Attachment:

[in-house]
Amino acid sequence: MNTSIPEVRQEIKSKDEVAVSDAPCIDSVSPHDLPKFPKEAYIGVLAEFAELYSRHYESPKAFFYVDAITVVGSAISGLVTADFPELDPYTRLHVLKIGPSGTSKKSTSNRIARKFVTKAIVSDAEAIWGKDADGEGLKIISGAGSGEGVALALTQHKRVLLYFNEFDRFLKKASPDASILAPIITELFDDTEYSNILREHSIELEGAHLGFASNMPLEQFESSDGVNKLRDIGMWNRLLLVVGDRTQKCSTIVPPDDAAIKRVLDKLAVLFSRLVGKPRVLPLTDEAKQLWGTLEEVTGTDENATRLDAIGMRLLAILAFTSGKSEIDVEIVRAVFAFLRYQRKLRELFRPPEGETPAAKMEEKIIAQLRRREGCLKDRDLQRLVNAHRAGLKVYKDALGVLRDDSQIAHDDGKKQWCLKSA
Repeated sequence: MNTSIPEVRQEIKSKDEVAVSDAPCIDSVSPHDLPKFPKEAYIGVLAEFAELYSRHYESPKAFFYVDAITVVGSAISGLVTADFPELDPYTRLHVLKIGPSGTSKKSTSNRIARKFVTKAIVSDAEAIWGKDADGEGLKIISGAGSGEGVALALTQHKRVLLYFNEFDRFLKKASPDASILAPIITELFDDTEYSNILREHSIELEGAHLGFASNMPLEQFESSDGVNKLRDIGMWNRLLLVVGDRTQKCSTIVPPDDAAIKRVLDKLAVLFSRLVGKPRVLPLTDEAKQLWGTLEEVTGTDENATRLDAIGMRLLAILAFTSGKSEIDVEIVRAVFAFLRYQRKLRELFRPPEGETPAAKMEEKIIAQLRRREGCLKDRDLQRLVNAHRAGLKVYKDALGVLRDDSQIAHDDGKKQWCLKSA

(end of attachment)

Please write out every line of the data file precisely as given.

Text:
[in-house]
Amino acid sequence: MNTSIPEVRQEIKSKDEVAVSDAPCIDSVSPHDLPKFPKEAYIGVLAEFAELYSRHYESPKAFFYVDAITVVGSAISGLVTADFPELDPYTRLHVLKIGPSGTSKKSTSNRIARKFVTKAIVSDAEAIWGKDADGEGLKIISGAGSGEGVALALTQHKRVLLYFNEFDRFLKKASPDASILAPIITELFDDTEYSNILREHSIELEGAHLGFASNMPLEQFESSDGVNKLRDIGMWNRLLLVVGDRTQKCSTIVPPDDAAIKRVLDKLAVLFSRLVGKPRVLPLTDEAKQLWGTLEEVTGTDENATRLDAIGMRLLAILAFTSGKSEIDVEIVRAVFAFLRYQRKLRELFRPPEGETPAAKMEEKIIAQLRRREGCLKDRDLQRLVNAHRAGLKVYKDALGVLRDDSQIAHDDGKKQWCLKSA
Repeated sequence: MNTSIPEVRQEIKSKDEVAVSDAPCIDSVSPHDLPKFPKEAYIGVLAEFAELYSRHYESPKAFFYVDAITVVGSAISGLVTADFPELDPYTRLHVLKIGPSGTSKKSTSNRIARKFVTKAIVSDAEAIWGKDADGEGLKIISGAGSGEGVALALTQHKRVLLYFNEFDRFLKKASPDASILAPIITELFDDTEYSNILREHSIELEGAHLGFASNMPLEQFESSDGVNKLRDIGMWNRLLLVVGDRTQKCSTIVPPDDAAIKRVLDKLAVLFSRLVGKPRVLPLTDEAKQLWGTLEEVTGTDENATRLDAIGMRLLAILAFTSGKSEIDVEIVRAVFAFLRYQRKLRELFRPPEGETPAAKMEEKIIAQLRRREGCLKDRDLQRLVNAHRAGLKVYKDALGVLRDDSQIAHDDGKKQWCLKSA